Phil and Jackie Hunter have met a goal in deer management that’s a milestone for most ranchers. After 10 years of ranch improvements and carefully applied trophy deer management practices, Jackie killed a wide 12-point mossy-horn that would make most deer hunter’s mouth water. The 181 6/8 net B&C was near perfect in confirmation, and the best typical buck from low fence that I have scored in South Texas in many years. Based on the total number of bucks killed each year in Texas, and the rather high score (11 6/8 inches above the minimum) this is truly a one-in-a-million Texas whitetail.
While some magnificent bucks are killed behind high fence, a typical buck of this stature is rare. It will probably rank 23rd of the172 typical Texas bucks in the Boone and Crockett All-Time record book. The B&C record book was established in 1950 as a source of recordkeeping for the best big game trophies taken in North America.
Jackie’s buck hunt on Nov. 6, 2010, has a good story line. Jason Shipman, ranch biologist for the Hunter’s Charco Marrano Ranch just east of Cotulla, had seen an outstanding buck on one of the Cuddeback trail cameras. The deer was very elusive—Jason had seen him once or twice in the pasture, and a few times on the camera. Phil and Travis had seen the deer a few times, but Jackie and Trisha had never seen the buck in the pasture.
The good thing about trail cameras is that you can get a “still” photo that can be evaluated. The only camera look that I saw of the buck was a nighttime photo and the buck was eating cottonseed (which was my main interest at the time). The buck was about 5 years old, and showed great promise. Phil, who seldom ever hunts, but enjoys seeing others take good bucks, had a plan. Jackie had not killed a buck for two or three years, and had just celebrated her 60th birthday. Phil wanted Jackie to hunt this buck as a birthday present when the season opened in November.
Saturday, Nov. 6 came with cool, clear weather. Jackie and her guide, son Travis, were in the high blind before daylight. The blind overlooked a large pasture with high grass and sparse brush where the buck was last seen. As the eastern sky showed a vivid pink, announcing the coming of the sun, Jackie looked through the Nikon glass, hoping to get a glimpse of the huge antlers that were the hallmark of the huge buck. “Don’t worry, Mom,” Travis assured his mother. “When you see his antlers, you’ll know that it’s him.”
Daylight came and went; the birds quit their chirping and went to where birds go, and the buck was a no-show. The hunters (no pun intended) kept their vigil, and Jackie almost quit breathing when Travis said,” There he is, Mom.” The buck had emerged from the brush, jumped a ranch fence, and was moving at a right angle to the blind, about 200 yards away. “He may circle and get closer,” Travis predicted as the buck slowly made his way across the field.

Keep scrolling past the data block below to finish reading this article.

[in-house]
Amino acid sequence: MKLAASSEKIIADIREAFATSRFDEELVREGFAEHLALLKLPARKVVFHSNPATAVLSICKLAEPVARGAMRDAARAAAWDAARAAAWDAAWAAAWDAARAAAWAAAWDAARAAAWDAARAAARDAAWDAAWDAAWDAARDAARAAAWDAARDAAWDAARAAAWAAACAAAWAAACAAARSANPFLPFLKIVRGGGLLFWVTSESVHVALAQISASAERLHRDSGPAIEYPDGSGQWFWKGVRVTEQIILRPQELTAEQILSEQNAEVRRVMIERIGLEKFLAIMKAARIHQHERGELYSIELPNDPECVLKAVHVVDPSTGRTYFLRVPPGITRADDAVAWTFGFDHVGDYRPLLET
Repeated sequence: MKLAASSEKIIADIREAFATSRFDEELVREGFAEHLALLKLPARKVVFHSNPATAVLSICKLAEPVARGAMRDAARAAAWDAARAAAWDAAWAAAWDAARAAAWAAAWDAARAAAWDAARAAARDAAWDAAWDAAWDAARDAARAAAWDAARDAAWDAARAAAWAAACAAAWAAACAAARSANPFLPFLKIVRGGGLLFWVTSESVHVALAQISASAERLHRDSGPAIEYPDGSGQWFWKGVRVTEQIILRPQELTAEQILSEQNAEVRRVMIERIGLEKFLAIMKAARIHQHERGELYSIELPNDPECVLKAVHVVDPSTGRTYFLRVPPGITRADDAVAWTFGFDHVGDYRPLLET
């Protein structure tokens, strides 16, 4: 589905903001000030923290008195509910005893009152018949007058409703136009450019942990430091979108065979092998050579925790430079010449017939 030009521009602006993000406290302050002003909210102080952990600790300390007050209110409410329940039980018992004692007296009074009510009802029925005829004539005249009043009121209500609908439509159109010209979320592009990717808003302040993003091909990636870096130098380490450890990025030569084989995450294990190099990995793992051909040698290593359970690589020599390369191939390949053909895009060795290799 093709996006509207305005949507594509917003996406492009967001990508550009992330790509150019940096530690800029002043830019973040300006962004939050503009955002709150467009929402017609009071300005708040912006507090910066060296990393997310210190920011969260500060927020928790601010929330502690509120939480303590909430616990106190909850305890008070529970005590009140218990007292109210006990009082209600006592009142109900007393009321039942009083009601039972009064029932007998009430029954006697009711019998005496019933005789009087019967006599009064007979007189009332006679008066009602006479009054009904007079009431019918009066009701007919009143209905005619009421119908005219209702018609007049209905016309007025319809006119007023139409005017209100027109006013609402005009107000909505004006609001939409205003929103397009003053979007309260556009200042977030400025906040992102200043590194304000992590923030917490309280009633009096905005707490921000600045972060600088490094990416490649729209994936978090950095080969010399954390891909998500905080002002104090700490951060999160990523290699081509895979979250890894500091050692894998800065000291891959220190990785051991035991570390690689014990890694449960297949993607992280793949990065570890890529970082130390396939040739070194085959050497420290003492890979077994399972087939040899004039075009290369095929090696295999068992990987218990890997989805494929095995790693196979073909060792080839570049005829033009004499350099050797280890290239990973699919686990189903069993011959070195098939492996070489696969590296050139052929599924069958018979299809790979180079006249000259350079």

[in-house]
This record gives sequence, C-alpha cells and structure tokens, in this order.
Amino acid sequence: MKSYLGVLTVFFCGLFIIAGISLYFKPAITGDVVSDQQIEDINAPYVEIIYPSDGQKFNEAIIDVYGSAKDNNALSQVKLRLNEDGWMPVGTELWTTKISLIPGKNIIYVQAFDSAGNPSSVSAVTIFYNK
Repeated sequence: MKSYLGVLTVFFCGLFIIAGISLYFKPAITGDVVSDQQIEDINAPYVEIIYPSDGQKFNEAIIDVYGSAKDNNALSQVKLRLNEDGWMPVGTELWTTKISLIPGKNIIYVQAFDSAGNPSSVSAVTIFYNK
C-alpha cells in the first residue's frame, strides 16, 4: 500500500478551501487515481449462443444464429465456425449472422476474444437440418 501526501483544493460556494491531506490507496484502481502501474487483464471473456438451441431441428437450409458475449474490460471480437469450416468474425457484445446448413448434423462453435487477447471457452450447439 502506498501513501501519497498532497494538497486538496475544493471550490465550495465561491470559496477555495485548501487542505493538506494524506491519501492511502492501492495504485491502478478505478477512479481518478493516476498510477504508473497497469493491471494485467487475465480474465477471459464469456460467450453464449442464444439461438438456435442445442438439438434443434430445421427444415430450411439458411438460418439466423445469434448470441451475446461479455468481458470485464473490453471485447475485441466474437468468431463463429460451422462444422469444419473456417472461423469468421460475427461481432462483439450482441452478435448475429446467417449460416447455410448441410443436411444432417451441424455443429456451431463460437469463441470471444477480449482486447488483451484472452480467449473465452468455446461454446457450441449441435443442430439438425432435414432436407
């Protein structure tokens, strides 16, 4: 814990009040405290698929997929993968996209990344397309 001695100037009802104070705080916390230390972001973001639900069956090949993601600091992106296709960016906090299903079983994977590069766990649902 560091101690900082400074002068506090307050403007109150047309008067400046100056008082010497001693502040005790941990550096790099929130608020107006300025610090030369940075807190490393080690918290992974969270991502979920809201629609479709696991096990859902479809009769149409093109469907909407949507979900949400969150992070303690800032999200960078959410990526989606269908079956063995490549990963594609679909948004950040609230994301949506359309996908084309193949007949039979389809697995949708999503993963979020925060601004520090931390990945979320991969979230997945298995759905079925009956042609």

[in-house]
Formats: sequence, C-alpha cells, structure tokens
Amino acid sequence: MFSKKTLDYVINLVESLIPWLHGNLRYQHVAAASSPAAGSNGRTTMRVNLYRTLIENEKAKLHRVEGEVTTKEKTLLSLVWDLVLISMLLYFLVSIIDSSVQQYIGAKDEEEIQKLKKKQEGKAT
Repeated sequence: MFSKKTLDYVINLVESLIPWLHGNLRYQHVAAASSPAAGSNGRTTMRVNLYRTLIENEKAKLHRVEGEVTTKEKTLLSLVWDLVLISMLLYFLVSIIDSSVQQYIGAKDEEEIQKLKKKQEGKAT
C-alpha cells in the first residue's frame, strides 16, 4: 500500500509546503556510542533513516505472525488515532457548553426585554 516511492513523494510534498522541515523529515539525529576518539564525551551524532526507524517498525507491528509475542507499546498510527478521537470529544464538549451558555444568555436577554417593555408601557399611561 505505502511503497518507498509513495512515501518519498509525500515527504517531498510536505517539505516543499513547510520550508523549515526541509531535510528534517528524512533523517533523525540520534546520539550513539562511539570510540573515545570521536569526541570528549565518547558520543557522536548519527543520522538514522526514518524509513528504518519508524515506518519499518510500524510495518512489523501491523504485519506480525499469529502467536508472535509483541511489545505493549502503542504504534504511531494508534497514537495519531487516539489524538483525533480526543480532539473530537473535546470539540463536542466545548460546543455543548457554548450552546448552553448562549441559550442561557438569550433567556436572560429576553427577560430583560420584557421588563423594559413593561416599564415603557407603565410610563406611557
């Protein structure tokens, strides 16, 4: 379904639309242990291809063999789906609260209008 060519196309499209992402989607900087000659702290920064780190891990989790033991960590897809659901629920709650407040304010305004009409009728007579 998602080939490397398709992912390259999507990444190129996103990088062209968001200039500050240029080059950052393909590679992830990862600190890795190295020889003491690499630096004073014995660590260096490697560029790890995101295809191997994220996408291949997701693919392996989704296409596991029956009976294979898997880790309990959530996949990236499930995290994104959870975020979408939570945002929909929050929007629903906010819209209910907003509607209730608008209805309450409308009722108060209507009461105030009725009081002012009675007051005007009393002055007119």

However, Travis could tell by the way the buck slowly, but steadily moved towards the brush on the other side of the field that he had probably been to water and was on his way to bed down for the day. “I wouldn’t take a shot that far on a great buck like that,” Jackie later told me. “He was too far for me to shoot, and besides, I knew that it was the first day of a long deer season. We let him go.”
Jackie has taken four bucks on Charco Marrano during the last five or six years, and three more while hunting with Phil through the years on deer leases. One of her Charco Marrano bucks from ’08 was exceptionally wide—27 inches. She shoots a Weatherby Vanguard in .30-06, with a 3-9X scope. I was surprised when she showed me the 220-grain Remington Core-Lokt cartridges. “Isn’t that load a little big for whitetails?” I asked. “Not for me. I like a heavy bullet that will break bones and put them on the ground,” Jackie answered.
“The toughest lease we ever had was at Rio Medina,” Jackie recalled, as she winked at Phil as if to remind him of the old days. “We camped out, and slept in a lean-to with the rats, snakes and armadillos.” I could see Phil’s eyes light up at the thought. “We’ve come a long way since Rio Medina, haven’t we?” he said with a smile.
Then there was the lease south of Batesville. Phil and Jackie (and the kids) hunted there with their long time friends, Buddy and Debbie (and the kids) for eight years. “Back in those days, if it had ‘horns’ on its head, it was dead,” Jackie said.
A short history of the Charco Marrano Ranch is in order. Phil Hunter has a successful construction company in Cibolo. He recalls that when he put the ranch together about 10 years ago, the deer herd was shot out; water was in short supply, and the entire 7,000-acre ranch was in need of “TLC.” One side was high-fenced, and one side faced S.H.624. With a primary goal to raise above-average whitetails, Phil soon saw the need to fence one more interior side of the ranch. The other two sides have remained open.
The whole world knows that the “Golden Triangle” of South Texas (Cotulla to Laredo to Eagle Pass and back) has outstanding whitetail genetics. Phil’s Charco Marrano lies along the eastern edge of the Triangle. A primary part of the management plan was a good supplemental feeding program. Between all of the Hunters (Phil, Jackie, Trisha, and Travis), and Jason, the feeding program has been a remarkable success. Also, it is important to note that all of the deer on Charco Marrano are native. Phil and Jason believe that the genetics of the deer herd are more than adequate to produce high quality—even “super” bucks.
Harvest management is second only to the supplemental feed program, and Jason has held the bar high for bucks that are allowed to live another year on the ranch. Family and friends, along with a few commercial hunters manage to keep the deer herd in line with the management plan. Phil doesn’t apply for special permits, such as Managed Lands Deer Permits (MLD) or antlerless control permits. “We don’t need special permits to manage the deer. We just do it the old fashion way—we hunt hard!” Phil said as we talked about the success of his hunters one Saturday evening.